By Chris Lane
By Jef With One F
By Chris Lane
By Olivia Flores Alvarez
By Angelica Leicht
By Jef Rouner
By Jef With One F
By Jef With One F
The centerpiece of the show is a six-foot by four-foot rectangular platform dotted with a gloriously colored array of circular shapes. It looks like some sort of giant pointillist painting until closer inspection reveals the shapes to be plastic bottle tops. To amass his material, Stroud collected lids from a dozen people over a three-year period. As a result, he has inadvertently created a group portrait of the people and families involved, in the same way you glean information about a person standing in a checkout line based on the things he's buying. We are what we consume.
Looking at the bottle tops, you realize how many products and brands you can effortlessly identify simply by color and shape. The discovery is more than a little unsettling as you contemplate the insidious nature of marketing. Think about all those facts at school you agonizingly tried to commit to memory. Today, you have no idea where Gabon is, let alone its shape and contours, but you know that light blue plastic oval is a Secret Solid Anti-perspirant lid. You pass your consumer quiz with flying colors, without even knowing you studied.
The beauty of the objects themselves is paramount, but collaboration is a subtext of Stroud's work. I.V. Pillow (2000) is a plastic bag stuffed full with multicolored plastic fragments collected by a nurse who was also donating bottle tops. Of her own volition, she organized her unit to collect IV drug tops, 4,832 to be exact. We know the count because they organized a contest to guess the number. The pieces seem oddly multicolored for something that isn't a retail product. The color system came about 15 or so years ago to reduce the incidence of hospital error. Previously all drugs -- even the same drug in vastly different concentrations -- would be identically packaged because it was cheaper for pharmaceutical companies. The introduction of colored tops provided quick identification and significantly reduced complications and accidental deaths. The densely packed pillow-shaped bag alludes to sleep or comfort, which can be brought on by drugs, but it is at odds with the idea of needles in veins.
The bag also acts as a medical archive of sorts; each lid identified a drug that was fed into the veins of a patient. Was the person healed or did he die in spite of chemicals that flowed into him? Each brightly colored plastic fragment is a relic from a patient's experience. The bag has a compelling solidity as an object, but a part of you wants Stroud to split it open and spill the discs out into some dazzling multicolored arrangement. Maybe that's the lurking potential.
EK1, Train Landscape and Nightswim (all 2000) are two-colored rectangular grids made from stacked plastic baby-wipe boxes that the manufacturer formed in the shape of giant Legos. The grids recall Stroud's earlier series of bicolored paintings or look like a condensed version of Donald Judd's sleek minimalist boxes. There is a clean, slick modularity to the pieces, but they don't seem as satisfying as the bottle-top landscape. It may have something to do with the scale or configuration. The freestanding 22-inch floor piece works fairly well, but the two wall-dependent works placed on platforms on the floor are less effective. I wanted to see them larger or maybe even hung like paintings.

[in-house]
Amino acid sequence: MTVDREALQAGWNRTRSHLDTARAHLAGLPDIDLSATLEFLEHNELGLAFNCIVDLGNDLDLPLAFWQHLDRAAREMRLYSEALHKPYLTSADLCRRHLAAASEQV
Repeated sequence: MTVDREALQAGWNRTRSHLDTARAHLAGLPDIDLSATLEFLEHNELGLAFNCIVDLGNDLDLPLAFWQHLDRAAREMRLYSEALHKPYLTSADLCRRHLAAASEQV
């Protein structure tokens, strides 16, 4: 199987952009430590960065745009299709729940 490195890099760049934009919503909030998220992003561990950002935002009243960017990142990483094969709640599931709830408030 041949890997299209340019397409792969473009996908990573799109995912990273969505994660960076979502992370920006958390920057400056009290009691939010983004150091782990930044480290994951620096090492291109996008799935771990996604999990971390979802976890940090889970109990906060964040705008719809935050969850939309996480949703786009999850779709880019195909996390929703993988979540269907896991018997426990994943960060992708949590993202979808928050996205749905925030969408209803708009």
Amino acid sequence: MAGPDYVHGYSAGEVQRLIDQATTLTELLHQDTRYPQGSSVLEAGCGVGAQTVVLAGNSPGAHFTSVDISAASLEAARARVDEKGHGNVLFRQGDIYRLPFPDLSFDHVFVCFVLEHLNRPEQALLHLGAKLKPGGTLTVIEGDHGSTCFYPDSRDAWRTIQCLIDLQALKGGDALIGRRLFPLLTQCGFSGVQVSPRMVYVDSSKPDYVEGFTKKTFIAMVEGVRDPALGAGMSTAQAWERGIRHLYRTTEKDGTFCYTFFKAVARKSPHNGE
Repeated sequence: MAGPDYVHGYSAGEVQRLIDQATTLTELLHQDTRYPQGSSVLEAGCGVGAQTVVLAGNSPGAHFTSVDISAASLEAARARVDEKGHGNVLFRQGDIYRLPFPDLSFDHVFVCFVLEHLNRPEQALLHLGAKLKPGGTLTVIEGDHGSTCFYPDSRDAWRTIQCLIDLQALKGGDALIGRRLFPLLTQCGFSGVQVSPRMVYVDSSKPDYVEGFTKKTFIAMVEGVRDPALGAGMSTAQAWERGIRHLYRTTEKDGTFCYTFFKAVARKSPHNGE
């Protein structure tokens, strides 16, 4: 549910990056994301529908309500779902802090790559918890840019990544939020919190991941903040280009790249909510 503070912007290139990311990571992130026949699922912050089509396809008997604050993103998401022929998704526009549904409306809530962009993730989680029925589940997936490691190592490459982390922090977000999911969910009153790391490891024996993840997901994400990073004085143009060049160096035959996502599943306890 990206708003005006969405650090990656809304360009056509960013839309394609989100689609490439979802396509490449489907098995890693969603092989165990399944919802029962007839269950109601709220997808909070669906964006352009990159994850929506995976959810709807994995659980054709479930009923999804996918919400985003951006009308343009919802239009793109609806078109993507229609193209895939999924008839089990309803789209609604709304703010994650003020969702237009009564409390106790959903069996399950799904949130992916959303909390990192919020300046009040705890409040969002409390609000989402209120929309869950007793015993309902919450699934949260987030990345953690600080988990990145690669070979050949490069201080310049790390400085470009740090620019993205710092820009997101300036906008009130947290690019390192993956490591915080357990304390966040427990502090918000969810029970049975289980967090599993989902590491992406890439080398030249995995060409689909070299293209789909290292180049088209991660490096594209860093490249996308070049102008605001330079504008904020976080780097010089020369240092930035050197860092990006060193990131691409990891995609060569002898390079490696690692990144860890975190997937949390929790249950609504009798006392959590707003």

The quest to acquire baby-wipe boxes was part scavenger hunt, part performance art. Stroud couldn't convince friends to part with their old containers, since their kids were as enamored with the structural potential as Stroud. So the artist called Chubs, the manufacturer, and tried to get the boxes donated. Chubs said it had been bought out by Playtex, which had stopped producing the boxes in bright yellow, red, green and blue. From now on, all baby wipes would come in baby duck yellow boxes. Horrified, Stroud went to every conceivable grocery and discount store in pursuit of the last of the multicolored boxes. After being asked for the nth time why he needed so many wipes, he started replying, "They're for my church's day care." Stroud laboriously scrubbed the labels off the boxes and thoughtfully bagged and distributed the contents to his friends with infants. Recalling the experience and the sickly, permeating perfume of baby wipes, the artist shudders and remarks, "My house smelled like a baby's butt for a month."
Stroud says his work comes from "paying attention to what's around me," which includes his neighborhood. A car once plowed into the Sonic Drive-in by Stroud's house and caught on fire; the blaze melted a menu, leaving behind a deformed red plastic frame. Stroud convinced the manager to save it for him; the deformed menu, in turn, inspired Coconut/Lime Meltdown (2000). Two painted panels -- one chemical green and the other chemical blue -- are framed in a drippy baroque plastic that's colored a lurid orange-red. Formally, the piece has a punch-in-the-gut fluorescence.
In the end, the exhibition has a sense of exploration, as Stroud follows the thread of previous ideas and meanders into new territory. Playing on the aesthetics of consumer culture but somehow linking the works back to specific consumers is an intriguing part of the exhibition, but the artist seems wary of overemphasizing that element. As Stroud plucks debris from the rising river of consumerism that surrounds us, he finds a kind of elegance in the happy, bright and shiny plastic that contains, dispenses and promotes the solutions to our multifarious needs.